At long last, the conclusion:
That Thursday afternoon, we had a class with another kabbalist, with the intent of discussing Shabbat. What I remember from this class, however, was the idea that the whole world was connected, and how everyone’s actions can impact another. While I didn’t want to rile the group up by being the stereotypical vegan, I asked our instructor Alon afterwards what kabbalist thinking had to say about eating animals, if they indeed prescribe to the idea that everything in the world–including everything in nature–is interconnected. His answer was that this perspective didn’t honor human life alone, but that animal life was also something to be respected, and that there were many kabbalists who believe that as we move closer to the coming of mashiach (messiah) more and more of the world will go vegetarian. I continued this discussion with Nina, who brought up the idea that even the famous Rav’ Kook (first head Rabbi of British Mandate Palestine) had said at times that the diet proscribed to Adam and Eve in the Torah was a vegan diet, based on scavenging nuts, seeds, and fruits from Eden. While I never expressly felt that I needed Judaism to validate my dietary choices, there have been people who have insisted to me that I couldn’t possibly be fulfilling Shabbat mitzvot adequately because they involved the consumption of fish and meat. Finding answers to these questions, which were very much pertinent to my own life as a Jew was validating, and definitely strengthened my beliefs, both in terms of Judaism, and in terms of veganism.
Continuing on within the weekly Jewish cycle, Thursday night was filled with preparations for Shabbat. Once again, we had to prepare the common room to accommodate 40+ people for a meal, while the rest of us set about preparing the food. We set about making two vats of soup, one vegetarian, and one a traditional chicken based broth with matzoh balls, salads, roasted chicken, roasted potatoes and sweet potatoes, as well as a vegetable stir fry. While our equipment was far from state of the art, through an intense amount of teamwork, we made quick work of the kilos of potatoes that needed peeling and chopping, and by the time we headed to bed that night, we were well on our way to an easy and restful Shabbat.
Friday morning saw another local hike, this one ending at a natural pool with a waterfall, but given the condition of my ankle on the last one, I sadly elected to stay behind. To my delight, another of the participants also stayed behind (unfortunately due to the severity of his allergies), and instead the two of us spent the day exploring Tzfat, and visiting an incredible local winery.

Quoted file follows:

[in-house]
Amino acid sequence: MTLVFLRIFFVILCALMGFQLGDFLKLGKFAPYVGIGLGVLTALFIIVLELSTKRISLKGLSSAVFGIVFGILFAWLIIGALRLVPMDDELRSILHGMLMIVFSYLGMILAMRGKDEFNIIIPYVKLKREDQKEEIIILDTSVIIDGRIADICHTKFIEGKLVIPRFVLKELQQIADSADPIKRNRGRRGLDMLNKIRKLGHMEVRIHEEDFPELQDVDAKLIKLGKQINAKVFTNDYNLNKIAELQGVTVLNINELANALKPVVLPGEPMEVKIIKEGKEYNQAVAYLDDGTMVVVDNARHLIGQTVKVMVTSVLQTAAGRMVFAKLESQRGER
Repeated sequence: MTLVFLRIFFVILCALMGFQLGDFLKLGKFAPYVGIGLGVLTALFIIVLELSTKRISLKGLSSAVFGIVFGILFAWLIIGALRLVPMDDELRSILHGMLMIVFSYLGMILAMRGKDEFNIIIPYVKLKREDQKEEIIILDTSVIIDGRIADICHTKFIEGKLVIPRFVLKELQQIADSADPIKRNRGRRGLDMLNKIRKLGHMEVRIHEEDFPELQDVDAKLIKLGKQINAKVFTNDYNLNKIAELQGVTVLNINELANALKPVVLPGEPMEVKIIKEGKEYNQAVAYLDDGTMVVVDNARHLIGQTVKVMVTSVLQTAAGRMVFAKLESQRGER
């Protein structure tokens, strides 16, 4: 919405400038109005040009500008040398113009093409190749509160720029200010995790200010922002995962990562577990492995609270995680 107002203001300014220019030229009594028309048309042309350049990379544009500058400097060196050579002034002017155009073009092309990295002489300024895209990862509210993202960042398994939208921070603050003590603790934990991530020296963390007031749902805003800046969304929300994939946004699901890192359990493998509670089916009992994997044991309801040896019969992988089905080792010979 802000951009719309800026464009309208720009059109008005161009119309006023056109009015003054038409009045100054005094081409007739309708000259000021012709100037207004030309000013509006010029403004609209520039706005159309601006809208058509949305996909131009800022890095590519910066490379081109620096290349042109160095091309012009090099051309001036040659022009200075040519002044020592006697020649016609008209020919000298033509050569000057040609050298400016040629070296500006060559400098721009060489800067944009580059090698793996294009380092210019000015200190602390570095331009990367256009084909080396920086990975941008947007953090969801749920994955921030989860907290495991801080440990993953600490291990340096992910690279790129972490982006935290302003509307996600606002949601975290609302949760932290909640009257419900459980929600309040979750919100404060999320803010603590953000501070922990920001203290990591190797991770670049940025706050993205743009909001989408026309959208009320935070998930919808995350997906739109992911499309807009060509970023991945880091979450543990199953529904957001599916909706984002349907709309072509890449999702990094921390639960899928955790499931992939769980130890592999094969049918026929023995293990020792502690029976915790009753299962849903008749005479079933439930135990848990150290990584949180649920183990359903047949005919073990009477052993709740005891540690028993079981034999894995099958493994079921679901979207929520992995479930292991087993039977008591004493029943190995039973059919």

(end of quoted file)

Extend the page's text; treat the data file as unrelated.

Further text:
We brought in Shabbat first by lighting candles, while swaying to the sound of a nigun (a wordless melody), followed by a trip up to the balcony to reflect on the highlight of our week. We stepped out in into the fading sun, and began to sing (and dance) to several songs traditionally sung during kabbalat shabbat, or the service during which we welcome in the Shabbat spirit (and famously written in Tzfat many centuries ago). After this first celebration of song, we were encouraged to go synagogue hopping throughout the city for maariv, the evening service. In a moment of hesitation I took to sing one of my favorites, “Yedid Nefesh” (soul mate), I sort of missed the train (had I tried I could have made it), and instead sat on the balcony with another straggler, quietly singing a few of my favorite Shabbat melodies, and watching the stars begin to burn into view. Our meal was conducted with much song and revelry, so much so that Shlomo somehow broke a chair, and I regularly feared that a table was in danger of being broken in half given the exuberance of the banging that accompanied the songs. It was after dinner though that the real Shabbat magic began. We once again lowered the tables so that we were close to the ground and spread the mats around on the floor. Cups of wine were passed around, and so began the giving of l’chaims (literally, ‘to life’ but here meaning toasts). Many of us went around, toasting each other or toasting experience, until Shlomo stopped us, and asked us to take on a new task. We took the time to go around the large circle, and pay one compliment to the person sitting to our right, and then one to ourselves. The room filled with emotion and sentiment as we began telling each person, just what made them special, and then dug deep to share in honest words the things that we thought made ourselves special. It was an important reminder to verbalize to our friends and loved ones just what makes them so amazing, but also, just how powerful an effect compliments can have on strangers. Being told by someone you may have just met that night (as we were joined by a number of people for Shabbat who hadn’t been there the rest of the week), that their first impression is that you’re a warm and friendly person, or that you’re awesome because you’re vegan was incredibly moving. But as Shlomo said, we weren’t even at the first level.